Re: Re: well what about the developments popping up in the shannonside ?
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Go ahead for Limerick opera centre
Planning permission has been granted for the Â£250 million Limerick Opera Centre, the largest development ever planned for the city centre.
It is hoped that 25,000 square metre retail/restaurant complex by Belfast-based Regeneration Developments will counter the growth of suburban shopping centres and draw visitors back into the city.
The site in Patrick Street of the new Opera Centre & shopping complex
Heritage bodies such as the Irish Georgian Society have made submissions stressing the architectural sensitivity of the Rutland Street/Ellen Street/Patrick Street/Bank Place quarter but the project has the support of Limerick Co-ordination Office and Mayor Diarmuid Scully.
“This is vitally important for Limerick City and a sign of the renewed confidence in Limerick that an investment of this magnitude is coming to this city and I very much welcome it,” said the Mayor.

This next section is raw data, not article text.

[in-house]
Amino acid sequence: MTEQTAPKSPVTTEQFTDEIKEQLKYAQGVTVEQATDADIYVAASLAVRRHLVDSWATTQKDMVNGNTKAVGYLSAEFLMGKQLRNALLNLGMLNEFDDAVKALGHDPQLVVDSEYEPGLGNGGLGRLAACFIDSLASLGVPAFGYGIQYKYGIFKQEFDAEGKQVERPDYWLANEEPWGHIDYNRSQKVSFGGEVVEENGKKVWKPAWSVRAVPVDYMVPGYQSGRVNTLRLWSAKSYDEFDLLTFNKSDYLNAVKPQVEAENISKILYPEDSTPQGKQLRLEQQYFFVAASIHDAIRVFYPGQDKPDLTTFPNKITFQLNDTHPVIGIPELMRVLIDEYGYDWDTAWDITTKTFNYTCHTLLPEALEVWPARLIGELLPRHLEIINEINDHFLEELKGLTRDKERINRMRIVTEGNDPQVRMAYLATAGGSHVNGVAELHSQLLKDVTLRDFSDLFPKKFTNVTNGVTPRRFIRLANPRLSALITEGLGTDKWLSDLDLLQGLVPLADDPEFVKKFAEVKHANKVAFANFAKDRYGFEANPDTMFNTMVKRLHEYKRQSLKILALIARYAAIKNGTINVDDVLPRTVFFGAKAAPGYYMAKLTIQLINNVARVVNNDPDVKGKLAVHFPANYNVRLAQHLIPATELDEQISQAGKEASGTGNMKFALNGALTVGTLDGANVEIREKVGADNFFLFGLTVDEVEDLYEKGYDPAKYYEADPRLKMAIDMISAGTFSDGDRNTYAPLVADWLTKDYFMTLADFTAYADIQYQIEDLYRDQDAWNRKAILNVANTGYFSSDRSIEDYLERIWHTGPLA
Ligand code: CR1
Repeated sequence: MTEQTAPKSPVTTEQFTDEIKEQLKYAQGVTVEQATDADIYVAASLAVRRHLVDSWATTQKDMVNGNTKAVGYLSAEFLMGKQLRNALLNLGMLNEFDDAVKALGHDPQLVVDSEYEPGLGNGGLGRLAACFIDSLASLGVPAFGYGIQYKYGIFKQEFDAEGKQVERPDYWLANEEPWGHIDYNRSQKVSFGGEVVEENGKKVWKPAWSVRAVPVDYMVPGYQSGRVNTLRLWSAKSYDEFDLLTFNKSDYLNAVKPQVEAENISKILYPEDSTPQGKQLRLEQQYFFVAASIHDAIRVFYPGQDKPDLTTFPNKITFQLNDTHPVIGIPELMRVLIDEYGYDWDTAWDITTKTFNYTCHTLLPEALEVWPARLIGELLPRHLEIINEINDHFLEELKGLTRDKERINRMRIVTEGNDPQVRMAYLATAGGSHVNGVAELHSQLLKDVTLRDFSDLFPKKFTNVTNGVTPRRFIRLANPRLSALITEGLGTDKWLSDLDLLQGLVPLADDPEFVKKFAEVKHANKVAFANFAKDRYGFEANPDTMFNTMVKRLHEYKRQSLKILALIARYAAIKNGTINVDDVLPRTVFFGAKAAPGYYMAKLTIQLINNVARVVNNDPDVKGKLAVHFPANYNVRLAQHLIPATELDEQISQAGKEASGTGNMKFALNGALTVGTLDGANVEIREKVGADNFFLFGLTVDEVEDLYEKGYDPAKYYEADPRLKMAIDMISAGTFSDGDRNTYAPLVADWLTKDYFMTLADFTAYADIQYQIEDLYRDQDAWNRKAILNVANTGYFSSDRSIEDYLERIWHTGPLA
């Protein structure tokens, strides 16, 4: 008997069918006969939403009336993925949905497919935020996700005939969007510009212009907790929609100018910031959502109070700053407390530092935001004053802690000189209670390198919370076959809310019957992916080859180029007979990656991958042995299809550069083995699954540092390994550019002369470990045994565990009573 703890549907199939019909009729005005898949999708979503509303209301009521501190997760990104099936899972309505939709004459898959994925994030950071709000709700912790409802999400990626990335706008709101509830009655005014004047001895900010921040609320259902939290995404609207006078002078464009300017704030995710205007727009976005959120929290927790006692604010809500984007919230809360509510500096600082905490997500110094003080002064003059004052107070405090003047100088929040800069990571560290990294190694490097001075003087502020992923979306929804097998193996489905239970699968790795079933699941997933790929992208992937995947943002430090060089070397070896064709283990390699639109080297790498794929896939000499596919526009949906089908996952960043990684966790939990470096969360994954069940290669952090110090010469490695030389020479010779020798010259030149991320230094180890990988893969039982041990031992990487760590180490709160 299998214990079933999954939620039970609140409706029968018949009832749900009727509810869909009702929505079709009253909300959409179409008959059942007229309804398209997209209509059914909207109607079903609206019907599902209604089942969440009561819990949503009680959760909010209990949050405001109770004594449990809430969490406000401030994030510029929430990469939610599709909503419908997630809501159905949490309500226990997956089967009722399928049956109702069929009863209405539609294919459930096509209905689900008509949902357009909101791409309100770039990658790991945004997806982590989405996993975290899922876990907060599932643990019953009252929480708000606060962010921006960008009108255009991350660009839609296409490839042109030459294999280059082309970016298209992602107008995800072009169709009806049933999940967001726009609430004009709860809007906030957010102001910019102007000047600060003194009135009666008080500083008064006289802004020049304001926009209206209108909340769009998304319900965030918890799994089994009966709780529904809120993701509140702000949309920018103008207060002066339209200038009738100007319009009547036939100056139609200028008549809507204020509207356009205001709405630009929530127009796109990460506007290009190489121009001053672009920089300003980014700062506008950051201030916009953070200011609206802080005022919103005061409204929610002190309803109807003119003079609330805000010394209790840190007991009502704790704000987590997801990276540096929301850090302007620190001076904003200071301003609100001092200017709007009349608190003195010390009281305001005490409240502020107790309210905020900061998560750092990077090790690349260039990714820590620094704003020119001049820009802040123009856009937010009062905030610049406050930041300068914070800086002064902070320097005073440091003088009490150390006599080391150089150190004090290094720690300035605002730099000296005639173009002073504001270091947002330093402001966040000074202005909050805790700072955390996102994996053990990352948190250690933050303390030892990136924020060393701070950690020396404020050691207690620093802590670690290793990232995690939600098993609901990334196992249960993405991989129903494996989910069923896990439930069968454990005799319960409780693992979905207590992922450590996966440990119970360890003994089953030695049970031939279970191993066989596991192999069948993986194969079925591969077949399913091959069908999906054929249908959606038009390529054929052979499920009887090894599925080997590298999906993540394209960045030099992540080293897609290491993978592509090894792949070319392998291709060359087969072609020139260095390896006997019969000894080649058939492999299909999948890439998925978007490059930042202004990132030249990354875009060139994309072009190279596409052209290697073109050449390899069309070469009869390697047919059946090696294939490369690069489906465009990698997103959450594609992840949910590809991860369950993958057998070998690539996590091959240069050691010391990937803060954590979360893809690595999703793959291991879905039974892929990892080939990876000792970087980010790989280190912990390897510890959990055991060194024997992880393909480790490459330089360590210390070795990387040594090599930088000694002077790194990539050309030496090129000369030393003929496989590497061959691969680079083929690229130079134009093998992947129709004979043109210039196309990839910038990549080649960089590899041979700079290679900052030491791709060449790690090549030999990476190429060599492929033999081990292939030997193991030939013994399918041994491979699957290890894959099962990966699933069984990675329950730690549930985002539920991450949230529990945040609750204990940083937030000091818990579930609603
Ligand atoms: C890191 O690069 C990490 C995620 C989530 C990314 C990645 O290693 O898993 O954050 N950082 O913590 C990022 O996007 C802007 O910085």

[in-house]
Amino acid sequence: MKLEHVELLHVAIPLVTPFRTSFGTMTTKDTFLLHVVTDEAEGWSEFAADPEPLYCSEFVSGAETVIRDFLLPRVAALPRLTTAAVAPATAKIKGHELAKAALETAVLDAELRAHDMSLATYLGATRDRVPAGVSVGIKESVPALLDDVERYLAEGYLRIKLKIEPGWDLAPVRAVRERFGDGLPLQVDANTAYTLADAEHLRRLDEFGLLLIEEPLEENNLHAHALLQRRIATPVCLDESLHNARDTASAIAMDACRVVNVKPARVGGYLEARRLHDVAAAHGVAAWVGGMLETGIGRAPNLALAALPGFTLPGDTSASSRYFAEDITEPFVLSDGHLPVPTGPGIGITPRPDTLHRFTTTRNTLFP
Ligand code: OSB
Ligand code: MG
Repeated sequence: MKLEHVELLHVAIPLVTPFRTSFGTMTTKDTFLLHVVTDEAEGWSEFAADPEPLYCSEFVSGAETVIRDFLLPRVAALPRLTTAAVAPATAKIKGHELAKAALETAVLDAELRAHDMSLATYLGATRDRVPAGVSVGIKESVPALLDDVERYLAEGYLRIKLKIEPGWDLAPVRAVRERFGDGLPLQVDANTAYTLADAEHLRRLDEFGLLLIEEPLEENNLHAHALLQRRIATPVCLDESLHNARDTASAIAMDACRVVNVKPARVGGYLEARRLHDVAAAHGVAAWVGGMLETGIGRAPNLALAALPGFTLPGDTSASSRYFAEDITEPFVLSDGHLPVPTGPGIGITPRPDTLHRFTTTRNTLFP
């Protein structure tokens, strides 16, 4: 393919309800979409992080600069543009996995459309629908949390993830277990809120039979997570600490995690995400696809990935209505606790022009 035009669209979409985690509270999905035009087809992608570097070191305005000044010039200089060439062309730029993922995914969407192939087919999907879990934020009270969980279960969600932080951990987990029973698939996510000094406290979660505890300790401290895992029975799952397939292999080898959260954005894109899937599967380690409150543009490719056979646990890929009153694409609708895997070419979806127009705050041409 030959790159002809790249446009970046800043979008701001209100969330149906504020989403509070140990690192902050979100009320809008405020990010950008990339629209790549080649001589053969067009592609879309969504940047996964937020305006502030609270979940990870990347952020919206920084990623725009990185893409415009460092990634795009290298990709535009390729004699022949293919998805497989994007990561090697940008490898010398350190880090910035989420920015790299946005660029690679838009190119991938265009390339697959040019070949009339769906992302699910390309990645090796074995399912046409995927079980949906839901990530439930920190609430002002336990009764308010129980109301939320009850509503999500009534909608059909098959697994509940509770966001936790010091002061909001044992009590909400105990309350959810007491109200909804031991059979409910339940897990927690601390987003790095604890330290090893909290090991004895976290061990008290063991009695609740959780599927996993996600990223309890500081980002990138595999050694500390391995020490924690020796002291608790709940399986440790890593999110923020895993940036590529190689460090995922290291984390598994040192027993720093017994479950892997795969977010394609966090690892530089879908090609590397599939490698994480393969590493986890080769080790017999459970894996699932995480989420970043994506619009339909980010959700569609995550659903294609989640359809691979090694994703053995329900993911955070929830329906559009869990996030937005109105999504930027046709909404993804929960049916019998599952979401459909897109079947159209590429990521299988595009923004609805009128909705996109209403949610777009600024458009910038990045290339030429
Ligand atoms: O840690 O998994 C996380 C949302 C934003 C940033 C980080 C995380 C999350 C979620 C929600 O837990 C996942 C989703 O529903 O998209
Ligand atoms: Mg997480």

Senior planner Dick Tobin said further information on services for the development, car-parking, traffic strategy and on what frontllges are to be retained or otherwise was submitted by the developers as requested by City Hall.
Potential objectors now have a three-week window in which to make submissions.
Mayor Scully said while he respected people’s right to object on heritage grounds, “there’s a danger that heritage sumetimes gets in the way of what’s right for the city.”
There were buildings in the area, some of which date from the 1770’s, “that are not far off being condemned” and might have to be torn down in any case, the Mayor said, adding that the developers had been consulting with Limerick Civic Trust on heritage and conservation matters.
To this end, a Â£2.5 million museum at the Patrick Street birthplace of 19th century Limerick diva Catherine Hayes will form part of the appropriately named development.
The developers have predicted that the project could bring over 100 000 people into the city weekly and have knock-on benefits for the Hunt Museum and other city centre attractions. Up to 500 jobs could be created in the construction phase and 1,000 fulltime jobs after it is completed.